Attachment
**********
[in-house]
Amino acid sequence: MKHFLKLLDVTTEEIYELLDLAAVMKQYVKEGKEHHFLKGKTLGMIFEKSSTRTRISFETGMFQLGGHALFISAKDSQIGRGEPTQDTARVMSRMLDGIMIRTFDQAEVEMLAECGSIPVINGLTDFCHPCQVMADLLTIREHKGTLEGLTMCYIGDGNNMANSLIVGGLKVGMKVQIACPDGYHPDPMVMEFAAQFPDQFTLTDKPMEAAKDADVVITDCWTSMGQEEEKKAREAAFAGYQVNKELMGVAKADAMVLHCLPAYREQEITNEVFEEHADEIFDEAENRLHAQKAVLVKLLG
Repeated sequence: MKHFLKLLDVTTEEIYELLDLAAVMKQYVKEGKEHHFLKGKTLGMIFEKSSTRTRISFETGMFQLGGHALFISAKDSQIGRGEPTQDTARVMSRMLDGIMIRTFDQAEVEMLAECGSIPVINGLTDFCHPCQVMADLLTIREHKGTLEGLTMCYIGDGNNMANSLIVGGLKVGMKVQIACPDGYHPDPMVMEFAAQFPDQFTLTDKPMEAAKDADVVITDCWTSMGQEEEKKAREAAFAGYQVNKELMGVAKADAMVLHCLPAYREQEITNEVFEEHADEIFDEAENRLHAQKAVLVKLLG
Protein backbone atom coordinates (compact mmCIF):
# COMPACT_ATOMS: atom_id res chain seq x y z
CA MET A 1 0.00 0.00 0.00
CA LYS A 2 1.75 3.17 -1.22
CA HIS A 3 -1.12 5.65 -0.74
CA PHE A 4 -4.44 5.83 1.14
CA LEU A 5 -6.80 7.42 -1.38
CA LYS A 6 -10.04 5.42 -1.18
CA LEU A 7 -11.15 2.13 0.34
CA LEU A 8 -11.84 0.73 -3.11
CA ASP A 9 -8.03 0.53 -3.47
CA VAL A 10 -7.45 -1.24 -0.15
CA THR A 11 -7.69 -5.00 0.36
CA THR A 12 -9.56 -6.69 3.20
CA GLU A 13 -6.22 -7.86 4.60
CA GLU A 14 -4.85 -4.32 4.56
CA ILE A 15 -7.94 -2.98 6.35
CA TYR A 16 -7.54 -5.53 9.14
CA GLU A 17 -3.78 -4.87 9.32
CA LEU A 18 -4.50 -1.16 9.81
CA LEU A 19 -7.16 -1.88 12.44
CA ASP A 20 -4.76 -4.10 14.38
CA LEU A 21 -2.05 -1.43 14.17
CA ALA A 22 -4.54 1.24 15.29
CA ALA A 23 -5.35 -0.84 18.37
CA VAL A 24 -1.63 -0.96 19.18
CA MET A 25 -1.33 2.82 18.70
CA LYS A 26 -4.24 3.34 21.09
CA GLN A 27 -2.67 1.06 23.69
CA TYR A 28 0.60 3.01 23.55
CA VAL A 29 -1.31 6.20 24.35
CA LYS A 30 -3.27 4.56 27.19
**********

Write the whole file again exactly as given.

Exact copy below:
[in-house]
Amino acid sequence: MKHFLKLLDVTTEEIYELLDLAAVMKQYVKEGKEHHFLKGKTLGMIFEKSSTRTRISFETGMFQLGGHALFISAKDSQIGRGEPTQDTARVMSRMLDGIMIRTFDQAEVEMLAECGSIPVINGLTDFCHPCQVMADLLTIREHKGTLEGLTMCYIGDGNNMANSLIVGGLKVGMKVQIACPDGYHPDPMVMEFAAQFPDQFTLTDKPMEAAKDADVVITDCWTSMGQEEEKKAREAAFAGYQVNKELMGVAKADAMVLHCLPAYREQEITNEVFEEHADEIFDEAENRLHAQKAVLVKLLG
Repeated sequence: MKHFLKLLDVTTEEIYELLDLAAVMKQYVKEGKEHHFLKGKTLGMIFEKSSTRTRISFETGMFQLGGHALFISAKDSQIGRGEPTQDTARVMSRMLDGIMIRTFDQAEVEMLAECGSIPVINGLTDFCHPCQVMADLLTIREHKGTLEGLTMCYIGDGNNMANSLIVGGLKVGMKVQIACPDGYHPDPMVMEFAAQFPDQFTLTDKPMEAAKDADVVITDCWTSMGQEEEKKAREAAFAGYQVNKELMGVAKADAMVLHCLPAYREQEITNEVFEEHADEIFDEAENRLHAQKAVLVKLLG
Protein backbone atom coordinates (compact mmCIF):
# COMPACT_ATOMS: atom_id res chain seq x y z
CA MET A 1 0.00 0.00 0.00
CA LYS A 2 1.75 3.17 -1.22
CA HIS A 3 -1.12 5.65 -0.74
CA PHE A 4 -4.44 5.83 1.14
CA LEU A 5 -6.80 7.42 -1.38
CA LYS A 6 -10.04 5.42 -1.18
CA LEU A 7 -11.15 2.13 0.34
CA LEU A 8 -11.84 0.73 -3.11
CA ASP A 9 -8.03 0.53 -3.47
CA VAL A 10 -7.45 -1.24 -0.15
CA THR A 11 -7.69 -5.00 0.36
CA THR A 12 -9.56 -6.69 3.20
CA GLU A 13 -6.22 -7.86 4.60
CA GLU A 14 -4.85 -4.32 4.56
CA ILE A 15 -7.94 -2.98 6.35
CA TYR A 16 -7.54 -5.53 9.14
CA GLU A 17 -3.78 -4.87 9.32
CA LEU A 18 -4.50 -1.16 9.81
CA LEU A 19 -7.16 -1.88 12.44
CA ASP A 20 -4.76 -4.10 14.38
CA LEU A 21 -2.05 -1.43 14.17
CA ALA A 22 -4.54 1.24 15.29
CA ALA A 23 -5.35 -0.84 18.37
CA VAL A 24 -1.63 -0.96 19.18
CA MET A 25 -1.33 2.82 18.70
CA LYS A 26 -4.24 3.34 21.09
CA GLN A 27 -2.67 1.06 23.69
CA TYR A 28 0.60 3.01 23.55
CA VAL A 29 -1.31 6.20 24.35
CA LYS A 30 -3.27 4.56 27.19